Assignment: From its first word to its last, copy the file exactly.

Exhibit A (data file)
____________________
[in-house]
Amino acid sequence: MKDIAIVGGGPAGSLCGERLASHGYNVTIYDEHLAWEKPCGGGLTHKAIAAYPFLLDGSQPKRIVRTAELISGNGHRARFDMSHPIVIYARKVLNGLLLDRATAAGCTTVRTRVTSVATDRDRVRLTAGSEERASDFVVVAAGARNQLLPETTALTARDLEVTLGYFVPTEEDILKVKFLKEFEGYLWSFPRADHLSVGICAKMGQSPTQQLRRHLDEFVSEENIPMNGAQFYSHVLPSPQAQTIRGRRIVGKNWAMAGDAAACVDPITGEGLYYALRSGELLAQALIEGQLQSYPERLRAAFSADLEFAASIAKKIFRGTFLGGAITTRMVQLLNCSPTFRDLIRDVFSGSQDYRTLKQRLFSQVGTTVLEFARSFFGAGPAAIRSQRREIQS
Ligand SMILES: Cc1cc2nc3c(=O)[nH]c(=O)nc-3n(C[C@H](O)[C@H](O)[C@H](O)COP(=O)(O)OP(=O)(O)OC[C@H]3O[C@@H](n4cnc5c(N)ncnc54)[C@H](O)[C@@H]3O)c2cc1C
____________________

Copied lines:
[in-house]
Amino acid sequence: MKDIAIVGGGPAGSLCGERLASHGYNVTIYDEHLAWEKPCGGGLTHKAIAAYPFLLDGSQPKRIVRTAELISGNGHRARFDMSHPIVIYARKVLNGLLLDRATAAGCTTVRTRVTSVATDRDRVRLTAGSEERASDFVVVAAGARNQLLPETTALTARDLEVTLGYFVPTEEDILKVKFLKEFEGYLWSFPRADHLSVGICAKMGQSPTQQLRRHLDEFVSEENIPMNGAQFYSHVLPSPQAQTIRGRRIVGKNWAMAGDAAACVDPITGEGLYYALRSGELLAQALIEGQLQSYPERLRAAFSADLEFAASIAKKIFRGTFLGGAITTRMVQLLNCSPTFRDLIRDVFSGSQDYRTLKQRLFSQVGTTVLEFARSFFGAGPAAIRSQRREIQS
Ligand SMILES: Cc1cc2nc3c(=O)[nH]c(=O)nc-3n(C[C@H](O)[C@H](O)[C@H](O)COP(=O)(O)OP(=O)(O)OC[C@H]3O[C@@H](n4cnc5c(N)ncnc54)[C@H](O)[C@@H]3O)c2cc1C